Seriously burned Florida kingsnake now available for adoption

After nearly three months of treatment, a badly burned Florida kingsnake is ready to be adopted from the Peninsula Humane Society and SPCA. Only experienced snake handlers need apply.

The 6-foot long male snake was left at the Humane Society’s after hours receiving kennel on June 27. He was emaciated, dehydrated and had deep burns on a third of his body.

A note also was left by the snake owner, who said the snake’s name is Felix and he was left in the care of a friend while the man was homeless. When he went to claim Felix from the friend, he found the snake in bad condition.

Peninsula Humane Society communications manager, Buffy Martin Tarbox, said the note did not include contact information or the name of the owner. He wrote that he didn’t have the money for Felix’s medical treatment but “he didn’t want him to suffer so he surrendered the snake to us.”

Veterinarians and exotic animal handlers at the shelter say they don’t think the burns were intentional, and that Felix was kept in an enclosure that was too small for him, placing him too close to a heat lamp for an extended time.

Vets prescribed what Tarbox called a robust treatment plan for Felix that included creating a bandage to fit his entire body, which helped heal the burn wounds and provided subcutaneous antibiotics to stave off infection.

“Despite the hardship Felix has endured,” Tarbox says, “he’s still extremely friendly and will make a good pet for an experienced snake owner who is also willing to continue applying topical ointment on his wounds.

Florida kingsnakes are native to South Florida and are known for their docile and friendly personalities. The average length of the snakes is 3 to 5½ feet, although they can grow up to 6 feet at …read more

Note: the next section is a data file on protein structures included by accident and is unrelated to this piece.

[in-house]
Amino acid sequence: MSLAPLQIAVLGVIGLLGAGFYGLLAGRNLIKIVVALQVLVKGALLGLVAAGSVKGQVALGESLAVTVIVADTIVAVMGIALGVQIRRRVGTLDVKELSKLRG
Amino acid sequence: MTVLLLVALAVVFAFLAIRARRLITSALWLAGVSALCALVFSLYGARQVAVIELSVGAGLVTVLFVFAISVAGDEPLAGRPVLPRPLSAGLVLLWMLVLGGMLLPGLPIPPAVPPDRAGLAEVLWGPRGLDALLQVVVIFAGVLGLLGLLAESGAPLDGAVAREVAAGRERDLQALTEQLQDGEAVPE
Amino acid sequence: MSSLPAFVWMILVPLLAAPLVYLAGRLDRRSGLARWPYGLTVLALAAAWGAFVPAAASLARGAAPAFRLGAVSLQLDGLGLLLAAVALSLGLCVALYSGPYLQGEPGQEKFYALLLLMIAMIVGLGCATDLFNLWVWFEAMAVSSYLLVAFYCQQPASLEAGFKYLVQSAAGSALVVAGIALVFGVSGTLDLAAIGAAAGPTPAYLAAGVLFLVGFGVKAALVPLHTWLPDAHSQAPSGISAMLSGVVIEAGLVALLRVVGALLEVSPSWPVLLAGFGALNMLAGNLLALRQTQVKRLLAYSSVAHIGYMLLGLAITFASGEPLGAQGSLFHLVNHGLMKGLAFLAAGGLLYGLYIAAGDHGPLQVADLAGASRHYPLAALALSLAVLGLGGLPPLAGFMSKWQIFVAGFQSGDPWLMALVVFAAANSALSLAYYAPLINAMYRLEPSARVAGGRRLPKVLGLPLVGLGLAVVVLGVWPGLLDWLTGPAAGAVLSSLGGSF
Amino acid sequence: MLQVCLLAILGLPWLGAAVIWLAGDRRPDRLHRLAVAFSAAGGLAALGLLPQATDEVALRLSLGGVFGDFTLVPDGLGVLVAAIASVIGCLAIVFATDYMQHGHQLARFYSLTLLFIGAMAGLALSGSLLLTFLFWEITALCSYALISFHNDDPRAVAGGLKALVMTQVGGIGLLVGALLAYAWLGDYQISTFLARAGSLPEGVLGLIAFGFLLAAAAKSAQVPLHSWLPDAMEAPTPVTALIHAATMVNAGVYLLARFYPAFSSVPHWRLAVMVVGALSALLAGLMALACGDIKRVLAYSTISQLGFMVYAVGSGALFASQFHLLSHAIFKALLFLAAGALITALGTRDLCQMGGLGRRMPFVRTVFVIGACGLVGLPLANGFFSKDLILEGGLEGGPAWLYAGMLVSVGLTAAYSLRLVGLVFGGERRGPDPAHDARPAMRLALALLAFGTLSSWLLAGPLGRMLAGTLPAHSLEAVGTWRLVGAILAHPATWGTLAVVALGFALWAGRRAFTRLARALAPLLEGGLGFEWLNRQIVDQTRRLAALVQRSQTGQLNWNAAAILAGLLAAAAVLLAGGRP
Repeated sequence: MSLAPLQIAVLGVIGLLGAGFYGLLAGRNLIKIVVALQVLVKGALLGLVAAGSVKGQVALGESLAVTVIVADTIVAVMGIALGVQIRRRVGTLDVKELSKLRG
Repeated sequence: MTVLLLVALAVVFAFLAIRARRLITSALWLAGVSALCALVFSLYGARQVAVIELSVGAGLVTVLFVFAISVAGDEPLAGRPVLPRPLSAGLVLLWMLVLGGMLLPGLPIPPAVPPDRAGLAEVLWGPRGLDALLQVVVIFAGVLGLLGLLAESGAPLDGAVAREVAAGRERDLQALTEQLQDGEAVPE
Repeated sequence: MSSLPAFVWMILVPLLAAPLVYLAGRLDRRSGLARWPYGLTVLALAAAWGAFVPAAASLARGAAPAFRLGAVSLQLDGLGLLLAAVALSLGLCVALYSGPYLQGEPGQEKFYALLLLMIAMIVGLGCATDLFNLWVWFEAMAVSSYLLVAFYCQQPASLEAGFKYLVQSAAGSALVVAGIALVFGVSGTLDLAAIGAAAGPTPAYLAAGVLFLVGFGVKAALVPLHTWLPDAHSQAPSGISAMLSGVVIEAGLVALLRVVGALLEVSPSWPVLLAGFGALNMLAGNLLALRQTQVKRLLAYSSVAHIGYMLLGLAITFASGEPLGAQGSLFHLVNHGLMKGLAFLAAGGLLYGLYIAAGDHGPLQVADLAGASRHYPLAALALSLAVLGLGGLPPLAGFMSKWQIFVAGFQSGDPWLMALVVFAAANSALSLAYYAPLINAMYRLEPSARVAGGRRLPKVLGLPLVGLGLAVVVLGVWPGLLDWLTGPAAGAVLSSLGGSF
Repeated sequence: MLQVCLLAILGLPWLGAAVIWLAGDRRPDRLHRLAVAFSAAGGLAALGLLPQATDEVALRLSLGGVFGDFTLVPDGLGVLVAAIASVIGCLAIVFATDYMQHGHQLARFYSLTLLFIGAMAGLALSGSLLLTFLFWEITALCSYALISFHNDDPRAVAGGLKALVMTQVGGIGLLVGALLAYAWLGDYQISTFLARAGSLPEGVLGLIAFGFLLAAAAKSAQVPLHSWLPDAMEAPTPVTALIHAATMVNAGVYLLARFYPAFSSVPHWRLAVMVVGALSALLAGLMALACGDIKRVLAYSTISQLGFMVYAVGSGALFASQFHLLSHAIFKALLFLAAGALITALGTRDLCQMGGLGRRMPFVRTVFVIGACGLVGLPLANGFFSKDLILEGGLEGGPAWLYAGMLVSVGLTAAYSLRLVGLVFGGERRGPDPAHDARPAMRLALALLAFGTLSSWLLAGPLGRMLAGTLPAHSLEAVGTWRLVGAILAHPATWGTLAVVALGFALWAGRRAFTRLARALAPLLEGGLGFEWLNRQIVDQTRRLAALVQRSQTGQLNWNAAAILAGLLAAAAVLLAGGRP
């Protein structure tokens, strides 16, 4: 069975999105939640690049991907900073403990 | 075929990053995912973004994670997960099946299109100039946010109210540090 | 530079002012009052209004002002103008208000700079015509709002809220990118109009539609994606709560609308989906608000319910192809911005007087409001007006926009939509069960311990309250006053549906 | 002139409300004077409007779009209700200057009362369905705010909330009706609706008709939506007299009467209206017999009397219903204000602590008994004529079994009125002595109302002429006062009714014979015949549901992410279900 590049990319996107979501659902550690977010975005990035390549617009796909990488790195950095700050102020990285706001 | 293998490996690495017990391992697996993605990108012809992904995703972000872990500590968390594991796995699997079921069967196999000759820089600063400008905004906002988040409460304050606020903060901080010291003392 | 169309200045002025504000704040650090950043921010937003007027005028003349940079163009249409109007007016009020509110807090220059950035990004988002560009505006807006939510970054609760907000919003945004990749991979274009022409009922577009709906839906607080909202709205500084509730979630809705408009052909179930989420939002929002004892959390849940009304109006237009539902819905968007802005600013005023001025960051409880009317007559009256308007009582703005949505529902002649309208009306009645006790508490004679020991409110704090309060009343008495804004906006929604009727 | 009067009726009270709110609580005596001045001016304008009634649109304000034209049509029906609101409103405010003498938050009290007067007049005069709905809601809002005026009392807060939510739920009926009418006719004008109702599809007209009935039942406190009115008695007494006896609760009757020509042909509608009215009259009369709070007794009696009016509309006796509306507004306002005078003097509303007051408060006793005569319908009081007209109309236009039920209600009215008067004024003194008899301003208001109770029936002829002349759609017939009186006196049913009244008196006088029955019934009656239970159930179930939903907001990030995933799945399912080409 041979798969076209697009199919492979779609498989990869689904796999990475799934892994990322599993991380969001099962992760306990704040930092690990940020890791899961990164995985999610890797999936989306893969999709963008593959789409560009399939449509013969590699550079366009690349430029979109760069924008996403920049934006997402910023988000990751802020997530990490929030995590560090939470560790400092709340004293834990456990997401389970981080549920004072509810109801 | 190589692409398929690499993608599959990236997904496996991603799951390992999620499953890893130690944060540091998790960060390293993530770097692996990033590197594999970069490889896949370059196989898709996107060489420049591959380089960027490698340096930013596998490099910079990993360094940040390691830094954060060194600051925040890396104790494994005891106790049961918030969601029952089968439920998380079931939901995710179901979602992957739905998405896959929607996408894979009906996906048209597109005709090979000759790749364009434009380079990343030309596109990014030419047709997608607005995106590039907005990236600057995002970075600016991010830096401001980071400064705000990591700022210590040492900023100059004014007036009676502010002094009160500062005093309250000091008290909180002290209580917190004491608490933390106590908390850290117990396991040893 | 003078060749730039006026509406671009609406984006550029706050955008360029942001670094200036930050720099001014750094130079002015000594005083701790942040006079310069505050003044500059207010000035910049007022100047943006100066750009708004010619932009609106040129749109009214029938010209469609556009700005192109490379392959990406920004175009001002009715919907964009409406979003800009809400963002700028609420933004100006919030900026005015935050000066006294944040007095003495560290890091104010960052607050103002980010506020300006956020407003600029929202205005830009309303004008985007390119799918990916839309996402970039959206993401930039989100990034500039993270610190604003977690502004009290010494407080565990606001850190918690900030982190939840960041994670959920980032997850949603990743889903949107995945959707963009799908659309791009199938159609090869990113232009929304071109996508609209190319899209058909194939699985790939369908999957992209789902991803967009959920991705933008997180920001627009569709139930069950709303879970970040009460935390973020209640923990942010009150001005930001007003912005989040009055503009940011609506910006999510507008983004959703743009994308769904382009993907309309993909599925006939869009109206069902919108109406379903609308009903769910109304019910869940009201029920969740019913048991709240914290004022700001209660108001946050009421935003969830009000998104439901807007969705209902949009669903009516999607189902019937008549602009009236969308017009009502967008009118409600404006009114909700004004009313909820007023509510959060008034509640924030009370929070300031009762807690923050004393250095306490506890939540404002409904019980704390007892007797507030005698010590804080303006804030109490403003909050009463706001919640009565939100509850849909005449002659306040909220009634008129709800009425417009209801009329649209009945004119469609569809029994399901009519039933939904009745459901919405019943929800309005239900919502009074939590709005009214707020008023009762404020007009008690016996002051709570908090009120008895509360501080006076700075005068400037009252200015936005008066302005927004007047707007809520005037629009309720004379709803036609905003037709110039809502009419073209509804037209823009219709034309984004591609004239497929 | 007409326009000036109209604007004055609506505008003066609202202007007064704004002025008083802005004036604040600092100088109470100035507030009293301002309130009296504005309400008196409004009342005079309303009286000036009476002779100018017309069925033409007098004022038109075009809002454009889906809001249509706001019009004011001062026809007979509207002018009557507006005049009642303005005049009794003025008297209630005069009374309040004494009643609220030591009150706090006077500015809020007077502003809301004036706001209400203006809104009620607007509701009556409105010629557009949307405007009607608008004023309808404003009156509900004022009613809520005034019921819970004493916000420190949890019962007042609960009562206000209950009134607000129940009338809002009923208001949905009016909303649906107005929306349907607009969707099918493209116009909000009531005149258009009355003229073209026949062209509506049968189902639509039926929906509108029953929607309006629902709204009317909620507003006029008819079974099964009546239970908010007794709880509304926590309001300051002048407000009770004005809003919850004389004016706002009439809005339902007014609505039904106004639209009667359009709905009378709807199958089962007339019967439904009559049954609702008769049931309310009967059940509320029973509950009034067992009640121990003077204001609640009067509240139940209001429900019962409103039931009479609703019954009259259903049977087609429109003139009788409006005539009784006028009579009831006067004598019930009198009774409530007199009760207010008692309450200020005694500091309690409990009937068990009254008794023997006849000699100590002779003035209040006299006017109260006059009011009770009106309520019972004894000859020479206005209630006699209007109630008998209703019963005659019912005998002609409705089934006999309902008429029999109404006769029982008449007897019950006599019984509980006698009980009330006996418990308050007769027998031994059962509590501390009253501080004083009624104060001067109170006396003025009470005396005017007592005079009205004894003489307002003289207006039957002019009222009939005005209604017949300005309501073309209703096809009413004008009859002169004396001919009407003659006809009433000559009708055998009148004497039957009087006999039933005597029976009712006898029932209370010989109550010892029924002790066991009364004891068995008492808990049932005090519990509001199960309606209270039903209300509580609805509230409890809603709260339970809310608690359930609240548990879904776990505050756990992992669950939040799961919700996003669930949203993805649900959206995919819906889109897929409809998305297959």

Source:: The Mercury News – Lifestyle

      

What it’s like to be a millionaire in America today

rich person

American millionaires lead a life that’s hard to fathom for the average American.
There are around 32 million millionaires in the US, according to a report by Coldwell Banker and WealthEngine.
The report looked at the life of the average American millionaire, from how old they are to where they live to what they spend their money on.

There are a lot of things people get wrong about American millionaires — that’s why millionaires always make for such an interesting study. For the average American, it’s hard to fathom what a seven- or eight-figure life is like.

According to a new report by Coldwell Banker, there are around 32 million millionaires in the US — and that number is only expected to increase. Such growth has made the country’s millionaire population more diverse than ever, resulting in various trends and preferences.

The Coldwell Banker Global Luxury program worked with WealthEngine to research the life of the US millionaire, defined as a person with a minimum net worth of $1 million, from wealth creation and property investments to luxury spending trends.

Below, see what life is really like for the average American millionaire, based on highlights from the report.

SEE ALSO: There are 6 surprising things everyone always gets wrong about American millionaires

SEE ALSO: The US is creating millionaires faster than anywhere in the world — but it’s not as impressive as it sounds

Millionaires today are incredibly diverse — some prefer experiences and travel, while some like to buy and collect. Others are eco-conscious, while others still are status-conscious.

Today’s millionaires are typically aged 50 to 80. Specifically, 28% are aged 60 to 70, 24% are aged 70 to 80, and 6.74% are aged 40 to 50.

While older millionaires have more wealth and higher …read more

Source:: Business Insider

      

Cody Wilson has resigned as CEO of Defense Distributed

Cody Wilson has resigned as CEO of Defense Distributed in the wake of recent sexual assault charges, the company announced in a press conference today in Austin. Paloma Heindorff will serve as the new CEO of the firearm company going forward, having previously served as director of development.

“It was his own decision and we support him in it,” Heindorff said. “Going forward, he has no role in the company.” She declined to comment on the charges against Wilson, but described internal morale as “resilient.”

Defense Distributed is in the middle of an extended legal battle over its digital distribution of blueprints for 3D-printable firearms. Multiple state prosecutors have moved to block the blueprints from being uploaded, and the case…

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Source:: The Verge – All Posts

      

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